Treasure expanding horizons

Laudo, laudas, laudat, laudamus, laudatis, laudant. Conjugating Latin verbs struck fear in my heart.

Laudo, laudas, laudat, laudamus, laudatis, laudant. Conjugating Latin verbs struck fear in my heart. Every Monday Mister Kister, my first-year high school Latin teacher, would go methodically up and down the rows of desks in the classroom having us conjugate the verbs we had supposedly mastered over the weekend.

To add to our anxiety, he had us place our demerit cards on the upper right hand corner of our desks. Make a mistake on a verb tense when it came to our turn and he would lift our card. Five marks on that card meant a “jug,” or an after-school detention.

Many years on, Dr. Daniel Kister S.J. now holds the title of emeritus professor of comparative literature at Sogang University in Seoul, Korea. Did conjugating Latin verbs help him get there? What impact did that linguistic drilling have on me?

I would like to think that the pedagogical design of the courses half a century ago had at its core the same goal as a good education does now: to open the mind of the student and take us places we never had dreamed of going. Granted the ways of pushing, prodding and encouraging have changed, but the goal hopefully is the same. Latin verbs no longer challenge today’s Yukon students but French, Spanish, German and Tutchone ones do, as well as difficult English ones for our newly arrived immigrant students.

David Wells, the director of religious education for the Roman Catholic Diocese of Plymouth, England, mirrored this approach to education when he spoke to Catholic school teachers and the public last week here in Whitehorse. In a talk at Vanier Catholic Secondary last Saturday entitled Faith: Authenticity in Challenging Times, Wells noted the tendency in most of us to find our intellectual or theological comfort zone and stay right there. Our entrenchment could and often does create tension in our relationships and community.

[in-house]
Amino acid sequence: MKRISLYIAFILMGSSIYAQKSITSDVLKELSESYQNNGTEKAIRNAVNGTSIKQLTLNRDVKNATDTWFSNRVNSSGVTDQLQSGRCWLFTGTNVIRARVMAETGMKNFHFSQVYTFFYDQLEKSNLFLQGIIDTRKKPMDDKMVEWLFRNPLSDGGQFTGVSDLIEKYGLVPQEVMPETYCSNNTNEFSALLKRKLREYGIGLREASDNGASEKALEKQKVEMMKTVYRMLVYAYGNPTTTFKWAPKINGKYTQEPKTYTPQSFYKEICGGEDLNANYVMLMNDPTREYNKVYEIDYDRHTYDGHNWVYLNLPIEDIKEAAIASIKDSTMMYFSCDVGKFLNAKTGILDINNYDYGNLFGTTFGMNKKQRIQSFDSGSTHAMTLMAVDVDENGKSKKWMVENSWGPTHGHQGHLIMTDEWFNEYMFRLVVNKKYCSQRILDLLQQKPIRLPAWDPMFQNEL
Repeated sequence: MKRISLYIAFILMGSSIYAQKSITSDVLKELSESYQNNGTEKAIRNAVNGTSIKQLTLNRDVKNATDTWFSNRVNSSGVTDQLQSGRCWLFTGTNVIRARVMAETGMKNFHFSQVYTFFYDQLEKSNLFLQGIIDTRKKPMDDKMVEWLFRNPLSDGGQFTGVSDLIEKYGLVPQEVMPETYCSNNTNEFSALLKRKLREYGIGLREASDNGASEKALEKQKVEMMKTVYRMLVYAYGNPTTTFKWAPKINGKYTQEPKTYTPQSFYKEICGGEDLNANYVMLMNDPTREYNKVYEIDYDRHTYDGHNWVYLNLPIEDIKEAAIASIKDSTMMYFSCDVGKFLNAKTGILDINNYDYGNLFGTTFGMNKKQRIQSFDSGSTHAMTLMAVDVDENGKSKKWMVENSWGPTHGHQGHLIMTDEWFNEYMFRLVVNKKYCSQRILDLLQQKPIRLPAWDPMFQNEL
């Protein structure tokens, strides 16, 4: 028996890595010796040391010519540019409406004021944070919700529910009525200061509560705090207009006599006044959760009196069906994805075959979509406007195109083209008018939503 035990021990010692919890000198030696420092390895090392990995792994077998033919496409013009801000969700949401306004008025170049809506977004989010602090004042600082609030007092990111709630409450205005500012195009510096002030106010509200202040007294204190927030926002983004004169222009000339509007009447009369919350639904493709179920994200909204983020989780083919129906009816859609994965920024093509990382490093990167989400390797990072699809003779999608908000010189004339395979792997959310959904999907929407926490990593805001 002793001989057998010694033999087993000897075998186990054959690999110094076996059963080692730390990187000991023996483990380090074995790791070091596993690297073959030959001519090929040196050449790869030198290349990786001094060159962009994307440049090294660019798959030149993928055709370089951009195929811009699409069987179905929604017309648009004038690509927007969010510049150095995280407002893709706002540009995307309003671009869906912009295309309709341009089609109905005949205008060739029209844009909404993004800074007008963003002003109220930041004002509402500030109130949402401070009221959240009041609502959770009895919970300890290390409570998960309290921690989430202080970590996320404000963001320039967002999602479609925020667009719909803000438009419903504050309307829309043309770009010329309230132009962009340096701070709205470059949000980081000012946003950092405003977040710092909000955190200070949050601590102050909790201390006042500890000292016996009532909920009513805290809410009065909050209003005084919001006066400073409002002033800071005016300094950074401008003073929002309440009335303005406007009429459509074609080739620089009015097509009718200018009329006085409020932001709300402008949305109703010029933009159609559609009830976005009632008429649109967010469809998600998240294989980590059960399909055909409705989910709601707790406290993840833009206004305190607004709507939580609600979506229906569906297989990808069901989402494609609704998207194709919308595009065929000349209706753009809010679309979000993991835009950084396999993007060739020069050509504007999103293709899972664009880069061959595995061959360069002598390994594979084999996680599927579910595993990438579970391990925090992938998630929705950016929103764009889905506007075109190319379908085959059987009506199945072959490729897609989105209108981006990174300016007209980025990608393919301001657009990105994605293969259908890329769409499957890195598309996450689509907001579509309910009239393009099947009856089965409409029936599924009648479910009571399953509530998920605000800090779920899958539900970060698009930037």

David Wells urged us to keep the big picture, the long view first in our mind. He gently pushed his listeners to “never allow yourselves to become narrow.

“Good theology expands our horizons” he argued. By extension, a good philosophy of life should do so as well for those not motivated by a religious persuasion.

Wells quoted from John O’Donohue’s book Anam Cara: A Book of Celtic Wisdom to reinforce this theme. Excuse my poor note taking, which has left a bit to be desired, but roughly in part the O’Donohue passage went “to a controlling eye, everything is a threat, to a cautious eye, everything is a risk, to a demanding eye, everything is a disappointment but to a grateful eye, everything is a blessing.”

How do we maintain that wider, grateful perspective on life in the face of the depressing array of challenges today?

Professor Kister, my old Latin teacher, among other things is now known for his translations of a Korean poet Chong Chi-yong, who wrote in the second quarter of the last century before being ‘disappeared’ into North Korea. Chong Chi-yong’s poems, Professor Kister writes, “express attitudes which Koreans have long treasured as their own: a loving closeness to nature and to other human beings; an appreciation of truths implicit in the heart’s unquenchable longing…”

What do we treasure? How do we show it?


by Chong Chi-yong

A lonely soul

All day long

Calls to the sea –

Over the sea


Comes walking.

Michael Dougherty is co-chair of the social justice committee of Sacred Heart Cathedral of Whitehorse. Contact

Get local stories you won't find anywhere else right to your inbox.
Sign up here

Just Posted

Whitehorse and Carcross will be among seven northern communities to have unlimited internet options beginning Dec. 1. (Yukon News file)
Unlimited internet for some available Dec. 1

Whitehorse and Carcross will be among seven northern communities to have unlimited… Continue reading

Willow Brewster, a paramedic helping in the COVID-19 drive-thru testing centre, holds a swab used for the COVID-19 test moments before conducting a test with it on Nov. 24. (Crystal Schick/Yukon News)